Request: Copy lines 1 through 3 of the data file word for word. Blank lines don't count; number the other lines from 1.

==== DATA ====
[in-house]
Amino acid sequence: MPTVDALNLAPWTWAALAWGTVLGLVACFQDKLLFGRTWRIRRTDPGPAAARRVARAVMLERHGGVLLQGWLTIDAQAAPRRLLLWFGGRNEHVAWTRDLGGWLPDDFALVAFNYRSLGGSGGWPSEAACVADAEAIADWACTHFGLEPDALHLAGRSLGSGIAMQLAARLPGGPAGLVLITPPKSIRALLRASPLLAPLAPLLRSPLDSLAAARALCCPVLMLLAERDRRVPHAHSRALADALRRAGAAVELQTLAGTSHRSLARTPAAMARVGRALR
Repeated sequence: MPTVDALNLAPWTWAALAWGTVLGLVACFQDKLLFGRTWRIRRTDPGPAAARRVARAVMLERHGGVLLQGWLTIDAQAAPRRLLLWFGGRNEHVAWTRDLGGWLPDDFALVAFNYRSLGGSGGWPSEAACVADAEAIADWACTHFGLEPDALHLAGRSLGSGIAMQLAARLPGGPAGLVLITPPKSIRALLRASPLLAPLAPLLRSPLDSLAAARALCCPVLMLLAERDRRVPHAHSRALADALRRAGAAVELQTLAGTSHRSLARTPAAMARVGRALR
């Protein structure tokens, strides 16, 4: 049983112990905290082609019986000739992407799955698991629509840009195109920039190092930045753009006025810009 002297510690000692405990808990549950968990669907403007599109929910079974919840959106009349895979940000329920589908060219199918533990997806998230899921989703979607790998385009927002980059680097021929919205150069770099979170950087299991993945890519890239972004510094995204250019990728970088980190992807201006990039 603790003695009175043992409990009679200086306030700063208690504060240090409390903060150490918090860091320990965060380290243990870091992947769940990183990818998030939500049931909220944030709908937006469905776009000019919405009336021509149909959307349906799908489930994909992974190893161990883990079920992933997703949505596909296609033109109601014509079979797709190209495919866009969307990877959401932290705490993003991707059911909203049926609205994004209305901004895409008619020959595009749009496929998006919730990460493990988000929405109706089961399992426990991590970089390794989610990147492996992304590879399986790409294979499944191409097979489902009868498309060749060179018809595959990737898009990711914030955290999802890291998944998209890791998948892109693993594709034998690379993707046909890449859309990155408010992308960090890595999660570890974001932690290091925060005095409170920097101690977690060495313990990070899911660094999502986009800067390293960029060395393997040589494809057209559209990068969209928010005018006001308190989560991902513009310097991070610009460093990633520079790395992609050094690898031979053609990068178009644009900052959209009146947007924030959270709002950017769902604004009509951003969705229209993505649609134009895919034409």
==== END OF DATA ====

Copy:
[in-house]
Amino acid sequence: MPTVDALNLAPWTWAALAWGTVLGLVACFQDKLLFGRTWRIRRTDPGPAAARRVARAVMLERHGGVLLQGWLTIDAQAAPRRLLLWFGGRNEHVAWTRDLGGWLPDDFALVAFNYRSLGGSGGWPSEAACVADAEAIADWACTHFGLEPDALHLAGRSLGSGIAMQLAARLPGGPAGLVLITPPKSIRALLRASPLLAPLAPLLRSPLDSLAAARALCCPVLMLLAERDRRVPHAHSRALADALRRAGAAVELQTLAGTSHRSLARTPAAMARVGRALR
Repeated sequence: MPTVDALNLAPWTWAALAWGTVLGLVACFQDKLLFGRTWRIRRTDPGPAAARRVARAVMLERHGGVLLQGWLTIDAQAAPRRLLLWFGGRNEHVAWTRDLGGWLPDDFALVAFNYRSLGGSGGWPSEAACVADAEAIADWACTHFGLEPDALHLAGRSLGSGIAMQLAARLPGGPAGLVLITPPKSIRALLRASPLLAPLAPLLRSPLDSLAAARALCCPVLMLLAERDRRVPHAHSRALADALRRAGAAVELQTLAGTSHRSLARTPAAMARVGRALR